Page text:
“Conchology or Testaceology is the science which treats of the structure, appearance, properties and methodical arrangement of shells, the external testaceous covering of certain molluscous animals.”

So says The Rev. E.I. Burrow in his book from 1815.  With its 28 plates “drawn from nature” Burrow’s Elements of conchology wants to introduce shell collectors to the Linnæan system. My favourite section of the book is entitled “Trivial names” where he lists the Linnaean names of shells next to the English versions. (Nodosa is known as the ducks-foot, Pyrum the turnip, and Arcularia as Fingers and thumbs). The plates contain illustrations of a range of shells with each specimen illustrated getting a full description in the accompanying text. These pictures, although detailed when it comes to looking at the hinges of the shells, are fairly basic but usuable for identification purposes.

Burrows title page

Wood cover

Above we can see the title page of Burrow’s work and the colourful cover of Woods.

Another book in our collection, which is similar in make-up, is that of our old friend Rev. Wood. His book, The common shells of the sea-shore, also mentions the more common English names of some of the species (the weasel shell, the heart shell, sea-ear, wentle-trap, blunt bubble shell). It is a standard Wood product providing a guide to shells that can be found on any British beach.  Along with descriptions of the shells, where they can be found etc., he also gives bits of information such as the effects of eating a bad batch of muscles:

“….they have nettle-rash breaking out all over the body with astonishing rapidity; they become giddy, are seized with a kind of fit, and then fall insensible. Sometimes they are partly paralysed, and sometimes they are seized with asthma. In many cases, the symptoms have become so aggravated that the sufferer has been unable to bear up against them, and has died.”

The illustrations in Wood are much more detailed than in Burrows and the cover is a lot more fancy.

Boys plate

Let us now take a sandy-footed step back in time to another book in our collection on the subject of conchology. Boys and Walkers snappy titled: “A collection of the minute and rare shells lately discovered in the sand of the sea shore near Sandwich by William Boys .. considerably augmented, and all their figures accurately drawn, as magnified with the microscope by George Walker, bookseller, at Faversham.” (and this doesn’t mention the latin part of the title). This book is dedicated to Margaret Cavendish Bentinck, Duchess of Portland (1715 – 1785) who was famed for her natural history collection. It was published in 1784 and contains a few folded plates showing the tiny shells that Boys found on a beach in Kent (see left). The book lists the shells and gives a brief description of each . There are a few folded plates in this volume containing images of the tiny shells. They are more detailed than the previous two volumes, especially the Burrows.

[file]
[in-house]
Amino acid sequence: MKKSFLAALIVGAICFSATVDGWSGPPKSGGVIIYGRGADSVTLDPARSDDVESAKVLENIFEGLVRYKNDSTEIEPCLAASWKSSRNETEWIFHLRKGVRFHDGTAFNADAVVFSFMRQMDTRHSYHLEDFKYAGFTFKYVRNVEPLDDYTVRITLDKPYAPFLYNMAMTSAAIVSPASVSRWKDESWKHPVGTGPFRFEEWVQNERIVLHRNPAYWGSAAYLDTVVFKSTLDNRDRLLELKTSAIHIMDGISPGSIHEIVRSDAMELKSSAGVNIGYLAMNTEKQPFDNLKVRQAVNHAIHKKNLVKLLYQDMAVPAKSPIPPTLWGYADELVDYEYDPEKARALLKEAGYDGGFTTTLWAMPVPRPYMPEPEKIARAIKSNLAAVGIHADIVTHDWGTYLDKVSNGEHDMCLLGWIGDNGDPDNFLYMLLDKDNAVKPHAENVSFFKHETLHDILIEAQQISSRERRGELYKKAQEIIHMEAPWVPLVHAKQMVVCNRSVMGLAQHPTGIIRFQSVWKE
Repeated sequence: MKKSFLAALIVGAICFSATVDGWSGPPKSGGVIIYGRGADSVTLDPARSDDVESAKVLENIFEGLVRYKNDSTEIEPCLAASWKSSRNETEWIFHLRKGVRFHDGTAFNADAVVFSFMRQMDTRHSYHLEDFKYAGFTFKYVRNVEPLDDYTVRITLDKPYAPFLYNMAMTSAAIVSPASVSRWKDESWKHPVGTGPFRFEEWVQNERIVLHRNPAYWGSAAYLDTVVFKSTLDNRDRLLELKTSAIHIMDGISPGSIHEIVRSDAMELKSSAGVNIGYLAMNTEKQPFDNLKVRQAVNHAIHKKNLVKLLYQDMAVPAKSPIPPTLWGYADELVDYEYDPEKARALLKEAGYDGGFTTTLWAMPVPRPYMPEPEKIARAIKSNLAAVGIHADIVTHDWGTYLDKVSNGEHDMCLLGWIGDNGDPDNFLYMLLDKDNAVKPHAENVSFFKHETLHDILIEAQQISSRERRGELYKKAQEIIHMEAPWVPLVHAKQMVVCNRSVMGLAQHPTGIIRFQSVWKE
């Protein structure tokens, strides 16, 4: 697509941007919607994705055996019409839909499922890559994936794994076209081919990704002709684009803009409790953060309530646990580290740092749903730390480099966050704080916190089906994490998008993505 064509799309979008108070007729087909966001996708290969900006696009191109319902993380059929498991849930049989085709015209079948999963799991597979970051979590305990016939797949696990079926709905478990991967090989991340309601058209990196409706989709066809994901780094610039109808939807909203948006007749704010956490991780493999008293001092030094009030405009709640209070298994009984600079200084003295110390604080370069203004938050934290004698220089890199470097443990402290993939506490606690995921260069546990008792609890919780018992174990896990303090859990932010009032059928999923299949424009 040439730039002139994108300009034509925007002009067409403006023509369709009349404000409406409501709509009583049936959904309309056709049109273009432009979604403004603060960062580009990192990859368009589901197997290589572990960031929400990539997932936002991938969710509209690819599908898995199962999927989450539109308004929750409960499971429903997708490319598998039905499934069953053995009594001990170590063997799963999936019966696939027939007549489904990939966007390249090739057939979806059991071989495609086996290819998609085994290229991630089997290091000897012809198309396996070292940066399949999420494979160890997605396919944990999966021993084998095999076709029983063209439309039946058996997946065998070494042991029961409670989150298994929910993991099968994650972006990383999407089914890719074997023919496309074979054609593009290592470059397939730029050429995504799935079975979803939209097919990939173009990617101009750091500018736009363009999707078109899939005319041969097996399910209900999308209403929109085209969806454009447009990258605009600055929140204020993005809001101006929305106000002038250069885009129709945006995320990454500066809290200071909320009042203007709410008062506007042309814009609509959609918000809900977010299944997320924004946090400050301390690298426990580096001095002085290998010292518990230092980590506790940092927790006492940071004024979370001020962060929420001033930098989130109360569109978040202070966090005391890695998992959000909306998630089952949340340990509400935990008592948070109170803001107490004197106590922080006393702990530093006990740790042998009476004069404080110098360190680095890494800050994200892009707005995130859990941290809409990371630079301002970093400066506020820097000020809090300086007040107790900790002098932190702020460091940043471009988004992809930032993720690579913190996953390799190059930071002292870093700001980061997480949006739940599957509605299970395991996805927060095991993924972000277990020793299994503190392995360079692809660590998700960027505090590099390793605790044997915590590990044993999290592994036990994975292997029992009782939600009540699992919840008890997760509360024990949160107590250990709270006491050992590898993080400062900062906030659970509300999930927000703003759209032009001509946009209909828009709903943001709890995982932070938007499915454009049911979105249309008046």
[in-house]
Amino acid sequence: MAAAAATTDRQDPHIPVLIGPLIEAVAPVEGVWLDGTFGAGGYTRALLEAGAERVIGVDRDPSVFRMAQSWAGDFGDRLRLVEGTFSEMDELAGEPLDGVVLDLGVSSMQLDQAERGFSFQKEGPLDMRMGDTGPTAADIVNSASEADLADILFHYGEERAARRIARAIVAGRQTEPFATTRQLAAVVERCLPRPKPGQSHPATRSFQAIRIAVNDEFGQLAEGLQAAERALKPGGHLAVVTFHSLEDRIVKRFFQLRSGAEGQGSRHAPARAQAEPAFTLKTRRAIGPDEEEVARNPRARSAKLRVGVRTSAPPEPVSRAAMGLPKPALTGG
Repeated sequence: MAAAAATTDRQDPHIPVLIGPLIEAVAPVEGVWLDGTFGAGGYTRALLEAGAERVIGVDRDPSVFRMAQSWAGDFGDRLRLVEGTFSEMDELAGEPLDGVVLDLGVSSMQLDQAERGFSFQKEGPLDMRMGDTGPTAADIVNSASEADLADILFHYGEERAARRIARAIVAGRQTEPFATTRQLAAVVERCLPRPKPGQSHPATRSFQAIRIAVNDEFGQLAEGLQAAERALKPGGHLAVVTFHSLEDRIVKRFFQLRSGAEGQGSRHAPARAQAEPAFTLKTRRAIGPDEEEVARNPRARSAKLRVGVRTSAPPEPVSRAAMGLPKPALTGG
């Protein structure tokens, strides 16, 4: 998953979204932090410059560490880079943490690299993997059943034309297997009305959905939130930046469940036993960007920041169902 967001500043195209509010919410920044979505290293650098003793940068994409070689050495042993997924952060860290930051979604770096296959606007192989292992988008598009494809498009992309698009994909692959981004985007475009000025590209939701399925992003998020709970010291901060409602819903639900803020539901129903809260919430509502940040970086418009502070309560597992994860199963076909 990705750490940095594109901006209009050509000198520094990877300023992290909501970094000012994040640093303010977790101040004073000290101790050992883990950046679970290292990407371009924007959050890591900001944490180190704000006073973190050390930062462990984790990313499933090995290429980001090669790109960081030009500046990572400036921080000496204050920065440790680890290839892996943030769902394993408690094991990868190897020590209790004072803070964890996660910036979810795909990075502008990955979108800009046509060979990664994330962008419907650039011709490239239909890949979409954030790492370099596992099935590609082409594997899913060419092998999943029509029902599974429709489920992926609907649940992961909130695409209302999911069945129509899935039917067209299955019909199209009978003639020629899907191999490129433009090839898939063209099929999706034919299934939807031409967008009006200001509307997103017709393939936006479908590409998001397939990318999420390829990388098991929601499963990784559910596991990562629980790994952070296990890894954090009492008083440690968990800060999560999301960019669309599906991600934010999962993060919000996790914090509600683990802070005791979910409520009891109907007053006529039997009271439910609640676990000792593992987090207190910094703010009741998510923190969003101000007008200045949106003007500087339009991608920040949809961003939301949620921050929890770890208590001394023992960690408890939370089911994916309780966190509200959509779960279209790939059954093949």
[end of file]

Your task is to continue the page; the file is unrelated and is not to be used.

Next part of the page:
As we dance passed a rock pool and hear the waves gently beating on the shore we come across a book with the most wonderful plates. Seen as one of the founding fathers of conchology, along with Philippo Buoanni and Georg Eberhard Rumpf  (Dance, pg 21) Martin Lister examined shells in a more scientific way to previous authors. His Historiæ sive Synopsis methodicæ conchyliorum was published between 1685-1692 and contained four parts. It provides information on exotic land shells and slugs, freshwater shells and snails, bivalves, fossil snails, marine molluscs and their anatomy. The plates are beautiful and were drawn by Listers very talented daughters Susannah and Anna. Roos states that

“The work of Lister and his daughters set a new standard for conchology, such that the Historia ended up in constant use by taxonomists of the seventeenth, eighteenth and nineteenth centuries.”

The illustrations are made using copperplates and show the shells in great detail. The images were drawn not to capture a specific specimen but to demonstrate the features you needed to see to be able to identify that species. Here we can see the Lister Razorshell (right) in comparison to the ones from Wood (center)and Burrow (left).

Not only are the plates of shells beautifully drawn but the title page and boarders around the pages are outstanding too. Although this book would be too big to carry on a shell collecting beach trip it would be wonderful to have at home to help identify the shells being added to a collection. Here is a slideshow of some of the wonderful Plates. Enjoy!

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Books consulted:

Boys, W. and Walker, G. Testacea minuta rariora, nuperrime detecta in arena littoris sandvicensis / a Gul. Boys .. ; multa addidit, et omnium figuras ope microscopii ampliatas accurate delineavit Geo. Walker = A collection of the minute and rare shells lately discovered in the sand of the sea shore near Sandwich by William Boys .. considerably augmented, and all their figures accurately drawn, as magnified with the microscope by George Walker, bookseller, at Faversham. (London : Printed by J. March; and sold by B. White .., Messrs. Scatcherd and Whitaker .., and W. Humphrey ..; and at Faversham by the author, 1784)

Wood, R.G. The Common shells of the sea-shore (London: Frederick Warne, (189?))

Burrow, E.J. Elements of conchology, according to the Linnaean system (London: Printed for the authoer, by Richard and Arthur Taylor, and sold by J. Mawe, 1815)

Lister, M. Martini Lister, Historiæ sive Synopsis methodicæ conchyliorum : quorum omnium pictura, ad vivum delineata exhibetur … (Londini : ære incisus, sumptibus authoris, 1685-1692)

Roos, A.M. Martin Lister and his remarkable daughters (Oxford: Bodleian Library, 2019)

Dance, S. Peter. A history of shell collecting (Leiden: Brill, 1986)


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